up and moving by 6:00 a.m. Daylight was just beginning to quicken to the east,
and the shadows of night were lifting around the edges of the den where Gregory House still slept. Wilson tiptoed to the bathroom for a shower,
knowing Gregg was a light sleeper, and doing his best not to wake him. He’d
glanced over at his friend a few minutes before when his inner clock forced his eyes open.
House looked as though he hadn’t moved all night, and that could only be good news. Wilson had always known, from the nights
he’d spent on Gregg’s couch, and that one night with him in his bed, House’s leg almost always had him awake
long before this. Wilson
pursed his lips, gratified. The moist heat must have helped to the point of staving
off the pain, at least for awhile, allowing House to get some extra much-needed sleep.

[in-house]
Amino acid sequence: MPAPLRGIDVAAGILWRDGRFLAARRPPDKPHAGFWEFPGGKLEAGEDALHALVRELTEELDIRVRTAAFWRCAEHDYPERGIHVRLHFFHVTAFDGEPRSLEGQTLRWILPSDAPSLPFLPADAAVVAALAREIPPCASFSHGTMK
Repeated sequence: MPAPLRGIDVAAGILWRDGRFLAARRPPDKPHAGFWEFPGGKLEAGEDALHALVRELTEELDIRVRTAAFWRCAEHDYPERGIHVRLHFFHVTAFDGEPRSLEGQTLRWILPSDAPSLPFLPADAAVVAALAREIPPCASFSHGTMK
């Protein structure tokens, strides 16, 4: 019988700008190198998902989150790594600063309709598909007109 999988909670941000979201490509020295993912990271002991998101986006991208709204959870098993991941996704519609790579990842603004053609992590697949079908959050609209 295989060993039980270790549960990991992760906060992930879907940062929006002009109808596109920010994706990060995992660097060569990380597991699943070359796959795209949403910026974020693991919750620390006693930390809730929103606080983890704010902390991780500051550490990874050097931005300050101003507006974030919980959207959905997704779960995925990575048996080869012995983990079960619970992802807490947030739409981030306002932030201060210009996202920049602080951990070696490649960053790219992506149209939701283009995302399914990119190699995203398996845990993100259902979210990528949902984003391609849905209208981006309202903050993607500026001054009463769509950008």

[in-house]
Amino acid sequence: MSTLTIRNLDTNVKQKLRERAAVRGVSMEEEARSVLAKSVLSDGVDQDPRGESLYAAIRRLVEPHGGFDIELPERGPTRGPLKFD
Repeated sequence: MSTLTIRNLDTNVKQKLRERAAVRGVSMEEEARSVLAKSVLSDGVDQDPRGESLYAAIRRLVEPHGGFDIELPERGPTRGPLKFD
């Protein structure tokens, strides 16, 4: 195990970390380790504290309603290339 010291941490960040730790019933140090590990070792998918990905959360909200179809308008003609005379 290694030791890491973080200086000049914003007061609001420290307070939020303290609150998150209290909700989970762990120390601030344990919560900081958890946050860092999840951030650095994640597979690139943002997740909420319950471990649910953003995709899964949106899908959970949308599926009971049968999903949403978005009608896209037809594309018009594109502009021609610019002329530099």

He let the water run long and hot, rinsing
his body in relaxing comfort, loosening muscles that had been cramped with tension.
He raised his face to the hot stream and let the water cascade down across his eyes, nose, mouth and chin; on down
across his chest, belly and legs. He could feel the final vestiges of his bout
with the urinary infection finally melting away with the cascade of the water, and he felt cleansed of it at last. Wilson took a deep breath and held it for
a moment, arching his back and working his head back and forth on his neck, feeling the nerves along his spinal column working
free also. ‘God,’ he thought, ‘you don’t appreciate good
health until you don’t have it for awhile …’
And that quickly, his consciousness snapped
back to Gregg House.
shut down the water and grabbed a towel from the towel bar right outside the shower stall.
He ran the thick terrycloth through his heavy mop of auburn hair, toweled off his shoulders, then anchored the ends
around his waist and stepped out onto the bathmat. Even when Gregg was far away
from his thoughts, he wasn’t! James
wiped a circle of condensation off the lav mirror with the palm of his hand and peered at his face in the small oval which
appeared there. He was scruffy. “House-like”. Wow! He thought briefly about letting